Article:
Jack & Louise Galt (1923-2007) (1923-2013)

Raised by their parents, Errol and Florence Galt and Bert and Edith Replogle, Jack and Louise Galt were born respectively April 18, 1923 in Geyser and September 9, 1923 in Lewistown, Montana. The Galt’s lived and worked all their lives in and for the state of Montana.

Jack interrupted his college education when he joined the United States Army during World War II serving in the 101st Airborne Division as a medic during the invasion of Holland and the Battle of the Bulge.

After returning to and graduating from Montana State College Jack went to work for the Wertheimer Cattle Company of South St. Paul, Minnesota. The Wertheimers’ Stockyards was one of the two largest stockyards in the world at the time. Henry Wertheimer, Sr. told Jack they didn’t need any more “college boys” but they had a job stacking hay, in Montana, which he appreciatively took. He worked hard and soon earned the cattle buyer job he longed for, receiving a car and a draft book. That fall Jack was called to South St. Paul to meet with Mr. Wertheimer to go over his first-year cattle purchases, at which time Jack received an outstanding $10,000 bonus.

The livestock market “tanked” one year after Jack had purchased cattle so Henry instructed him to find grass to hold them over. After some initial research Jack informed him, “I think you can buy a ranch cheaper than buying grass”. It wasn’t long before Henry was the new owner of the KRM Ranch in Phillips County and Jack was hired to manage the operation. In 1951 Jack married Theresa McBride, they later divorced. In 1955, Jack, Theresa and their four children moved to Utica to manage the Wertheimer Home Ranch. Jack would wear out a car a year buying cattle in Montana and Canada, including time spent checking leased ranches on the Crow Indian Reservation. Four more children joined the family and Utica became “home” for the next 20 years. In this timespan a toddler son passed away.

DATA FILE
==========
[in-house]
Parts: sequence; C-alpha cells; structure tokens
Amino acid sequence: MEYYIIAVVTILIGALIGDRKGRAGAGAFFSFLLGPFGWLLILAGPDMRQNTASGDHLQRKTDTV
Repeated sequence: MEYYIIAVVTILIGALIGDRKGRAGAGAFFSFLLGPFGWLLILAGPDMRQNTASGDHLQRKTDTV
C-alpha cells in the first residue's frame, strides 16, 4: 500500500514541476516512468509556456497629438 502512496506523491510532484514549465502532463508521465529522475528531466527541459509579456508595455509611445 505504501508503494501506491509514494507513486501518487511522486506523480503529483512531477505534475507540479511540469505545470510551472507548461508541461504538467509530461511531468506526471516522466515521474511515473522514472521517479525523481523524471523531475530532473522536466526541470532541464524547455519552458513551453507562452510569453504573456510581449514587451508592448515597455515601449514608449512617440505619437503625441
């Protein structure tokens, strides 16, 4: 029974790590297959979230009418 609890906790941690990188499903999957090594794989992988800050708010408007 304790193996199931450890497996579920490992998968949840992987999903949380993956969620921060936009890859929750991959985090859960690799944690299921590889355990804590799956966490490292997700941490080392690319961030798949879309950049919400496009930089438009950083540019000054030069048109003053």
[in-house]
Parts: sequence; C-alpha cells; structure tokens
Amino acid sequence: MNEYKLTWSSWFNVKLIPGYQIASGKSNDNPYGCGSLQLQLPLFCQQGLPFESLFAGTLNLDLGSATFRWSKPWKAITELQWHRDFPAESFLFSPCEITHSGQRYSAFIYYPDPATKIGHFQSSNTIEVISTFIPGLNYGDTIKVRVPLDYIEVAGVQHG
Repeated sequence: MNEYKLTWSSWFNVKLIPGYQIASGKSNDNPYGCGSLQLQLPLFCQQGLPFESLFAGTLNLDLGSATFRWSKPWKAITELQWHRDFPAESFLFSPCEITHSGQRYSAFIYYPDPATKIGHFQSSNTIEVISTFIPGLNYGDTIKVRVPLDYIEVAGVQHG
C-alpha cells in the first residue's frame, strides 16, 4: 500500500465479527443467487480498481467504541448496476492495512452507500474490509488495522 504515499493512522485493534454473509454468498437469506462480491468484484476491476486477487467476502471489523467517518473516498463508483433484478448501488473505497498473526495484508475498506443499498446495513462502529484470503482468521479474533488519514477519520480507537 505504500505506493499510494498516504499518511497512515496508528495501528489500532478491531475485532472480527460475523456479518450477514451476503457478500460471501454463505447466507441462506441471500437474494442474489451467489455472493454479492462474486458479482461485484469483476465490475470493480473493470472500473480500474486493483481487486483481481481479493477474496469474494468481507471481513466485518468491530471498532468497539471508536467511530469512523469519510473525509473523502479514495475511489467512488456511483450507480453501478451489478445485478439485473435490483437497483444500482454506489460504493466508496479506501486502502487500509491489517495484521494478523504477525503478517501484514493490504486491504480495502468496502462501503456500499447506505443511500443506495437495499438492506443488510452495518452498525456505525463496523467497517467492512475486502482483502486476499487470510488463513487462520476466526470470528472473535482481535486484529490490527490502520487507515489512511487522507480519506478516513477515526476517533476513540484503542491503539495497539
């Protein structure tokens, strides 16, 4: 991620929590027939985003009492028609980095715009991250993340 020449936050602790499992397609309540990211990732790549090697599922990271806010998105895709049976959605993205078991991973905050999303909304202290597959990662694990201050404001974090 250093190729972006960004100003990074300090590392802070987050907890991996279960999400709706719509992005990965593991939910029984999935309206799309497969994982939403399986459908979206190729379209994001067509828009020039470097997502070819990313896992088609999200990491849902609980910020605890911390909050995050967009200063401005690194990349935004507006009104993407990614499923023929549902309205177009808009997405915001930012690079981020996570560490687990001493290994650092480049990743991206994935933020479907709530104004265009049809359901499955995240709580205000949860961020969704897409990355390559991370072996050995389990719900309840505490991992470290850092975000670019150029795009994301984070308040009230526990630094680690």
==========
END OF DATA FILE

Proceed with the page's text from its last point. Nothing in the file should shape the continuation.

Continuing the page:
Louise (Replogle) Rankin was the daughter of a World War I hero, attorney Bert Replogle, who was a Democrat. She received her Law Degree from the University of Montana in 1946. That same year Louise returned to her home town and ran for position of Fergus County Attorney. She beat two men in the Primary and one in the General Election on the Republican ticket to become the third woman in United States history to be chosen as a County Prosecutor, and the first in Montana. Louise soon made national news with her “Raid” of Slot Machines in the Joyland Club in Lewistown in 1947. In 1950 the Montana Supreme court upheld the decision which resulted in a state-wide ban. Louise was a “rising star” in state and national Republican circles. “Mademoiselle” Magazine honored her as one of 10 “Young Women of the Year” in 1949.